A vocations test on having a goal in the spiritual life. Goals are for the dogs.


Seen yesterday during a Communion Call.

Can we be encouraged to try to do better? Sure. The resulting goal that we set for ourselves can issue from a reckoning about what our dogs think about us and what the reality actually is. Fine. But…

Don’t have any goals in the spiritual life. Sure, there are things like keeping the commandments with a firm purpose of amendment, of frequenting the sacraments, of following the precepts of the Church, etc.

But that’s our ecclesial life, so to speak, intimately tied, it is true, to our spiritual lives, but there is a distinction to be made. Our Lord plucks us up out of the quagmire of this world, up to cross, where He is, where He said He would draw when He is lifted up there. We might think that we can climb up on the cross ourselves and don’t need or are afraid of His help to get there. We know that the goal there is set by Jesus, not ourselves, namely, that we participate in the charity of God in drawing all to the Heart of our Savior.

But that is something we cannot bring ourselves into living. It is beyond us. We have no idea what it means to intercede for all the members of the Body of Christ who are being drawn by Jesus to Himself on the Cross. This outrageous charity is not the way we would go about things. If we set anything to do with that as a goal for ourselves at which to arrive through our own machinations of doing this and that, we will only arrive at what we imagined with our own brains. It’s not about us. It’s about Jesus. We are not our own saviors. He the One, the only One. He saves us because we cannot do this ourselves.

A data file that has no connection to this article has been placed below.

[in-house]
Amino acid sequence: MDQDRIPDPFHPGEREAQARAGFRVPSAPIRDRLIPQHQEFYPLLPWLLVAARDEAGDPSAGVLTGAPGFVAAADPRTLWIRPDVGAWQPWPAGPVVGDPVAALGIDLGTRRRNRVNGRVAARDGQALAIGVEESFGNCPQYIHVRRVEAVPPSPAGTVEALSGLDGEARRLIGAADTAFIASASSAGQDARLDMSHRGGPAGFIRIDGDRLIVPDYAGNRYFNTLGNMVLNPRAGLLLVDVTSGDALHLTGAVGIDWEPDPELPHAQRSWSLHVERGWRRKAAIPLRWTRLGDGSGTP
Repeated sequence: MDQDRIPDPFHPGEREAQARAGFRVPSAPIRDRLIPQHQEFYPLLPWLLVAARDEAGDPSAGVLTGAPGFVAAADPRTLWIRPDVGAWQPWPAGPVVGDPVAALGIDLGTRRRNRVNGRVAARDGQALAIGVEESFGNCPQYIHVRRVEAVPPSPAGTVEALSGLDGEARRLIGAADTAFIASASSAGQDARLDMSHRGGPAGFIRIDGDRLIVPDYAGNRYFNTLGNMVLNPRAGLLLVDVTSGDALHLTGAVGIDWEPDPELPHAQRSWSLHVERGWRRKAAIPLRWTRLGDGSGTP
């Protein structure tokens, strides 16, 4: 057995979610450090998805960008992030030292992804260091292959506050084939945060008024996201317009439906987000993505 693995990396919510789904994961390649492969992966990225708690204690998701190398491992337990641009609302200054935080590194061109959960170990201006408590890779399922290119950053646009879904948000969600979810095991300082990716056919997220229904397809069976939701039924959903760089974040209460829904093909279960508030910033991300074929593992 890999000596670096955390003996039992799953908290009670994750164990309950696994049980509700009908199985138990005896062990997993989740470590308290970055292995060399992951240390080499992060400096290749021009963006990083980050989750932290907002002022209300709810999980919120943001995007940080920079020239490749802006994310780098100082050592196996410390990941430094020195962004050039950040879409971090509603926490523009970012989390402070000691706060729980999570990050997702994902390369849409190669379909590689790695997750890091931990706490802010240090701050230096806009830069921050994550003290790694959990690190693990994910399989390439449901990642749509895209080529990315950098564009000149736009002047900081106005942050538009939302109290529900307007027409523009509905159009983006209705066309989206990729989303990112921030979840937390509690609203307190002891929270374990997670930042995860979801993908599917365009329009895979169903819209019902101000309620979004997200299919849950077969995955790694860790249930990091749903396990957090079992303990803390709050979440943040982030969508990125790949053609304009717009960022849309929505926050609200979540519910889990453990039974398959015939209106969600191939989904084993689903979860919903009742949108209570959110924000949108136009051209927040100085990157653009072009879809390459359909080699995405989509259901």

The fad in the formation of seminarians for all these years of darkness was to equate psychology and the spiritual life, making the seminarians into perfect human beings who then don’t need any grace of redemption or salvation. And then the house of cards falls. The most oft cited book on vocations here in these USA is all about God calling perfect human beings, or human beings who are well under way to becoming perfect human beings who don’t have any weakness consequent to original sin. This has a certain insanity about it.

laudie-dog 2

I wouldn’t want anyone in a seminary who thought he didn’t need Jesus because he was already the perfect human being (what arrogance!). Neither would I want someone around who despaired of depending on Jesus. I would want someone available to formation, that is, someone who was willing to be at ease with the fact of the cross we are commanded to carry, which includes all weakness consequent to original sin. Know yourself! Yes. To a point. But we don’t really know whence Jesus had to save us until He lifts us out of the quagmire.

Jesus doesn’t make us of ourselves stronger, more whole, perfect. No. He brings us into His strength, His truth, His love, His goodness and kindness, before which standard we can understand a bit more what He’s done for us, leaving us in humble thanksgiving. In heaven there will be no more weakness, but here, in justice, as consequences of sin freely chosen with the sin, yes.

Having a goal of humble thanksgiving? No. We don’t know what it is. But assent to it as our Lord brings you into being humble, into thanksgiving, into His truth and goodness and kindness.

“Be perfect as your heavenly Father is perfect!” commands Jesus. Yes. But not of ourselves, but because we are made to be members of the Mystical Body of Christ. Jesus is perfect. He’s the Son of His Father. He’s the Divine Son of the Immaculate Conception. It’s all about JESUS!


Filed under Spiritual life, Vocations

15 responses to “A vocations test on having a goal in the spiritual life. Goals are for the dogs.

  1. elizdelphi

    I hear you, but St John of the Cross says the goal is union with God in love and I’m sticking with that, with the caveat that the “goal” belongs to God moreso than me; after all He can see me and I can “see” Him only in the darkness of faith. So it would seem to be mainly His goal that I assent to and participate in. But in re-reading what you said, basically you said the same thing.